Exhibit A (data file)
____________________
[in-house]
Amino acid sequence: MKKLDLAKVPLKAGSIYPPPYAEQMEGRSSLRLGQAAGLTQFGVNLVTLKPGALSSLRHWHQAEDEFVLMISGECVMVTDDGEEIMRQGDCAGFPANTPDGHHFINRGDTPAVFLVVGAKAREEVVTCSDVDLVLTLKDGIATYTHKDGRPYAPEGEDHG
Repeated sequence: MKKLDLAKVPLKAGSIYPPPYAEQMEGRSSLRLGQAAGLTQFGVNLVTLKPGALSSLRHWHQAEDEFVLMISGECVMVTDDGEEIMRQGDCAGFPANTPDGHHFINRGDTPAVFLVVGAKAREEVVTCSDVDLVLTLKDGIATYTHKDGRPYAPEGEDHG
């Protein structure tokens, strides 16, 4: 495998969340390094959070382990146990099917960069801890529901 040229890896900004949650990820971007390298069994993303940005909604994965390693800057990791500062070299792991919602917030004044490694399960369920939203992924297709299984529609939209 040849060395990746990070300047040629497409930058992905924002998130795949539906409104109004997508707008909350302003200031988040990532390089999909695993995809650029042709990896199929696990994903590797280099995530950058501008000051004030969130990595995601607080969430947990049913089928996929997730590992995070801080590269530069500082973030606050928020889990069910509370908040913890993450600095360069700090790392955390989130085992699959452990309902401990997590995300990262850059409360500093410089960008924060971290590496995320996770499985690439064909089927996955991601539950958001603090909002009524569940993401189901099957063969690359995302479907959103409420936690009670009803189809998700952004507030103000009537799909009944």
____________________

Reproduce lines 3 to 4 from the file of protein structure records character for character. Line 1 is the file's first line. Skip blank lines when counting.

Repeated sequence: MKKLDLAKVPLKAGSIYPPPYAEQMEGRSSLRLGQAAGLTQFGVNLVTLKPGALSSLRHWHQAEDEFVLMISGECVMVTDDGEEIMRQGDCAGFPANTPDGHHFINRGDTPAVFLVVGAKAREEVVTCSDVDLVLTLKDGIATYTHKDGRPYAPEGEDHG
């Protein structure tokens, strides 16, 4: 495998969340390094959070382990146990099917960069801890529901 040229890896900004949650990820971007390298069994993303940005909604994965390693800057990791500062070299792991919602917030004044490694399960369920939203992924297709299984529609939209 040849060395990746990070300047040629497409930058992905924002998130795949539906409104109004997508707008909350302003200031988040990532390089999909695993995809650029042709990896199929696990994903590797280099995530950058501008000051004030969130990595995601607080969430947990049913089928996929997730590992995070801080590269530069500082973030606050928020889990069910509370908040913890993450600095360069700090790392955390989130085992699959452990309902401990997590995300990262850059409360500093410089960008924060971290590496995320996770499985690439064909089927996955991601539950958001603090909002009524569940993401189901099957063969690359995302479907959103409420936690009670009803189809998700952004507030103000009537799909009944």